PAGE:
Harvard Eliminates Penalty For Belonging to Single-Sex Organizations

Harvard’s President Lawrence Bacow says that the university will stop enforcing the policy that punished students for belonging to non-sanctioned single-sex organizations, reversing a policy that had been in place since 2017.


The policy prevented students from holding leadership positions in university-recognized groups and from joining athletic teams if they were a part of single-sex clubs not recognized by Harvard. This included several traditional men’s clubs as well as fraternities and sororities. Penalized students were also not eligible for university-sponsored fellowships including Rhodes, Marshall, and Mitchell scholarships

Several national fraternities and sororities brought suit calling the policy “discriminatory.” On Tuesday, a judge allowed the suit to go forward and President Bacow changed the policy.

The Hill:

Bacow maintained in his Monday letter that the “guiding purpose behind the policy remains as important as ever.”

“The policy was adopted to advance the essential and unfinished work of making Harvard a more inclusive and welcoming environment for all our students—of creating a community in which students are not denied the opportunity to participate in aspects of undergraduate life simply because of their gender,” Bacow wrote.


That may be. But the judge in one of the suits brought by the Greek organizations appeared to accept the plaintiff’s legal theory of the case.

Harvard Crimson:

“In essence, [Gorton] accepted the plaintiffs’ legal theory that the policy, although adopted to counteract discrimination based on sex, is itself an instance of discrimination based on sex,” Bacow wrote. “It now seems clear that Judge Gorton would ultimately grant judgment in the plaintiffs’ favor in the pending lawsuit and that Harvard would be legally barred from further enforcing the policy.”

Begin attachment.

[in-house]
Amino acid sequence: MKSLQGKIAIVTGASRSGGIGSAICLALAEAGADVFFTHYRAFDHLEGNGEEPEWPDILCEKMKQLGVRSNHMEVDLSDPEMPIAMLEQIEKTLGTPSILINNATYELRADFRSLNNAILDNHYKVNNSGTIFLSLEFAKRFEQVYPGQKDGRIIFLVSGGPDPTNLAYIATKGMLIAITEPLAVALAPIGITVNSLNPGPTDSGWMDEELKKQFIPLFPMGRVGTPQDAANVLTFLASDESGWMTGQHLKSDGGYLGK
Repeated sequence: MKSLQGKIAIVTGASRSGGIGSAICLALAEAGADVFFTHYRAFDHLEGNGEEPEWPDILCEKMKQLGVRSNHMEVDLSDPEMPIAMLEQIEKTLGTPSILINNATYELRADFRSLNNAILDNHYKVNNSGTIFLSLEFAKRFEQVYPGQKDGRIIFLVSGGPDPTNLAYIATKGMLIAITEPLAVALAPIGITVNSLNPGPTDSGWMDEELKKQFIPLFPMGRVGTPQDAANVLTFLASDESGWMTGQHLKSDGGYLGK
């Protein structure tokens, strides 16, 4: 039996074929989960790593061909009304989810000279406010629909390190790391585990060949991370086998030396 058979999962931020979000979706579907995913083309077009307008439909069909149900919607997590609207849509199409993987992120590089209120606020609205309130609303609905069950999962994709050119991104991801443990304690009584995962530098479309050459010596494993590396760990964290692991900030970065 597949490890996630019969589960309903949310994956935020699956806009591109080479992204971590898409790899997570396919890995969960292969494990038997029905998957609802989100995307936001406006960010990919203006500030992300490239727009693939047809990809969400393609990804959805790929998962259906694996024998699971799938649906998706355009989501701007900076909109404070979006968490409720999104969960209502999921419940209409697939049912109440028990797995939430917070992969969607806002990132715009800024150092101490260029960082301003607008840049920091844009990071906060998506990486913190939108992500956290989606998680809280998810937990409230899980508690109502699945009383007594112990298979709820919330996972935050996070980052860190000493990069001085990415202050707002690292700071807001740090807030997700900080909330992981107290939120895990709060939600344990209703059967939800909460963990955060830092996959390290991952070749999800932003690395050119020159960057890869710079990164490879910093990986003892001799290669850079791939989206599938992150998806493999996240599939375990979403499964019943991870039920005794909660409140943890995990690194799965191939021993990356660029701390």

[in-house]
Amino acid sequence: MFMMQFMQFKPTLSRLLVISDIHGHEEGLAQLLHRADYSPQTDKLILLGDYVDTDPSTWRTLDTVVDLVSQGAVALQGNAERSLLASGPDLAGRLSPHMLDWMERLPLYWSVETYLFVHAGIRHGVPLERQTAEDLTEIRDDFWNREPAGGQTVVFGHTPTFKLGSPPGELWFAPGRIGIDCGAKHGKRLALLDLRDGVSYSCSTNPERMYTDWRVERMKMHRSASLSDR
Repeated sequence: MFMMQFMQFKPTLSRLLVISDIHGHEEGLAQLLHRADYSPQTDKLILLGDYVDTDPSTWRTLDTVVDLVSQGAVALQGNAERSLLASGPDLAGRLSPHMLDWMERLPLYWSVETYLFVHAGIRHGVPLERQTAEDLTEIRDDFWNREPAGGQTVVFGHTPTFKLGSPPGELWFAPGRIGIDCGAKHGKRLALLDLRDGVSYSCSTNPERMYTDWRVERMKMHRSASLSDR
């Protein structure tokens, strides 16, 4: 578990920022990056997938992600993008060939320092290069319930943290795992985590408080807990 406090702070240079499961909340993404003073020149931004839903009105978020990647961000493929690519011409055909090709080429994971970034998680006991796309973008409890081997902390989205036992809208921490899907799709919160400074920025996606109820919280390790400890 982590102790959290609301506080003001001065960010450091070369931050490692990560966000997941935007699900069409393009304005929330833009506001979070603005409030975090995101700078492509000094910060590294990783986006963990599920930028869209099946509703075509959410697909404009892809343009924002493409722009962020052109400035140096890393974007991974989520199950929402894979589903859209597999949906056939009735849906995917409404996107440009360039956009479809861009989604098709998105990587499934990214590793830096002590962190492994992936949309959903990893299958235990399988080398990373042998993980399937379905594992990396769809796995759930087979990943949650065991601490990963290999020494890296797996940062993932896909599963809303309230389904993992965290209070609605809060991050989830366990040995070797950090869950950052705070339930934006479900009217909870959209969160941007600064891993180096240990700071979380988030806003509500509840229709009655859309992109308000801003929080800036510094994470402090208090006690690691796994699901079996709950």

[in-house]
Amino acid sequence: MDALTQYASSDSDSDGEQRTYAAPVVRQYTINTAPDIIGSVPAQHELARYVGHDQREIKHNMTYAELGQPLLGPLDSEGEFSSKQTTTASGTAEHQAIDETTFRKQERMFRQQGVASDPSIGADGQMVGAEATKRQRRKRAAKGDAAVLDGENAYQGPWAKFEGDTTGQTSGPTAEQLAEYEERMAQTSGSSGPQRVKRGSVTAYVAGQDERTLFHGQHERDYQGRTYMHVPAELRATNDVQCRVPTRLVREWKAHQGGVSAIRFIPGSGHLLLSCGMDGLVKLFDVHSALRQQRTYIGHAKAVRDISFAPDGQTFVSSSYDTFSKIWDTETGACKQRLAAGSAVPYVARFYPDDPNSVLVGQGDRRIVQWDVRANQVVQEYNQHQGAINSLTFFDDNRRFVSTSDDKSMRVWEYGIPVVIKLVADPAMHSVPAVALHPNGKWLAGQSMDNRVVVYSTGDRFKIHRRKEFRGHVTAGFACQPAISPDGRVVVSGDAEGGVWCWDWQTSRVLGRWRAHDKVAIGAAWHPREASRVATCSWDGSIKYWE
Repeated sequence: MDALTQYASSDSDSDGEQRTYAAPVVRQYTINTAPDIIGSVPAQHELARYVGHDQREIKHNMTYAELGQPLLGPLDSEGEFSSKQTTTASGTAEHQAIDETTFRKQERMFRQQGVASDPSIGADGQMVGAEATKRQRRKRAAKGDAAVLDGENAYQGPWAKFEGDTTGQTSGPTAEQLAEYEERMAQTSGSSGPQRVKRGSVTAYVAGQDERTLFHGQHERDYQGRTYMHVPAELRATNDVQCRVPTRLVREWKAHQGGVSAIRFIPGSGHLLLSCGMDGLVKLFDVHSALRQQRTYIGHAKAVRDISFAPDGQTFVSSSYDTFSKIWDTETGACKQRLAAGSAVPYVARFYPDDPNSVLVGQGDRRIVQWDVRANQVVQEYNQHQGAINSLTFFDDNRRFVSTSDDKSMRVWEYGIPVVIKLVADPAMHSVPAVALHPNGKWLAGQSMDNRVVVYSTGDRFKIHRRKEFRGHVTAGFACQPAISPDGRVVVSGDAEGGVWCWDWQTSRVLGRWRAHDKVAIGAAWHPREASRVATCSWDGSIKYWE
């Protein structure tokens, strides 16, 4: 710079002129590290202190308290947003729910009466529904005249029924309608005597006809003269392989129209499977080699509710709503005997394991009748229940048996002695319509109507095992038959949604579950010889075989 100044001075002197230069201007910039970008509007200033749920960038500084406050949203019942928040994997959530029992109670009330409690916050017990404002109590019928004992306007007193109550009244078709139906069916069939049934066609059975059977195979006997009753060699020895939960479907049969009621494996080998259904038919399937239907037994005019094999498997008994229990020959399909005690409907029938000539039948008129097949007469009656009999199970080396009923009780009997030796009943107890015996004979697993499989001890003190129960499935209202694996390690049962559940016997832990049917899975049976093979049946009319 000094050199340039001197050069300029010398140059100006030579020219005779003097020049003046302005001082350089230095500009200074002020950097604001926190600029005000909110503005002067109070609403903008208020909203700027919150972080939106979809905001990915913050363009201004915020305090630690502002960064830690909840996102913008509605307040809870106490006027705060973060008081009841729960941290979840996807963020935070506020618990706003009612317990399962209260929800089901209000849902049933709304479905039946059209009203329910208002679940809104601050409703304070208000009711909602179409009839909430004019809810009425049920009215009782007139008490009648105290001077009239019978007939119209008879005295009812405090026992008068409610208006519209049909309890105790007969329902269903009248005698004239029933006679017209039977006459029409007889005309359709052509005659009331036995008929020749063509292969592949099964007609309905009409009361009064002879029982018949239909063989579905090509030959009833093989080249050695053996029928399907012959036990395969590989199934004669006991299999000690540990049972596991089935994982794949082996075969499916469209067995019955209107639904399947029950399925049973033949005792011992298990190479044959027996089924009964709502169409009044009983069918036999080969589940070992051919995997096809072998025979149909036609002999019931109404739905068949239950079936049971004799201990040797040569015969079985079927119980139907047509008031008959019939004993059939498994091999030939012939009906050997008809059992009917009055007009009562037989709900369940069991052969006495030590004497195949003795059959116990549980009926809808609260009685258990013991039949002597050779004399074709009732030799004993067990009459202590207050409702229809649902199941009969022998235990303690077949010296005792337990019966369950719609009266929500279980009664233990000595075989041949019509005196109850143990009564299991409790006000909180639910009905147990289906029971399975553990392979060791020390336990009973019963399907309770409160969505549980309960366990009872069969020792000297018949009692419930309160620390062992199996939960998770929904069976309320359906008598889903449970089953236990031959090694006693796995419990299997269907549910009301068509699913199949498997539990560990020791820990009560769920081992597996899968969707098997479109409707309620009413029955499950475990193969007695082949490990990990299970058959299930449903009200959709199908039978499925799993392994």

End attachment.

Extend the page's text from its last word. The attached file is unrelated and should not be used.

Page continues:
Recent Supreme Court decisions weighted the scales in favor of the Harvard plaintiffs as well, including last month’s landmark Bostock v. Clayton County :

While the Bostock decision primarily concerned sexual orientation and transgender identity, Bacow wrote, University administrators concluded the Court’s decision in the case made it clear Harvard would lose the lawsuit and “be legally barred from further enforcing the policy.”

The Greek community was pleased and pointed out the damage that had already been done by the policy.


“Harvard’s discriminatory policy has done enough harm already,” they wrote in the statement. “It has decimated Harvard women’s groups and created a culture of fear and distrust. Harvard should stop discriminating against its students on the basis of sex, immediately.”

A policy “adopted to counteract discrimination based on sex, is itself an instance of discrimination based on sex.” How ironic that is, and how typical of the riot of conceits that liberalism engenders. They will find a way to end fraternities and sororities and destroy every other traditional institution because that’s what they do; attack and destroy.

They won’t be satisfied — ever.

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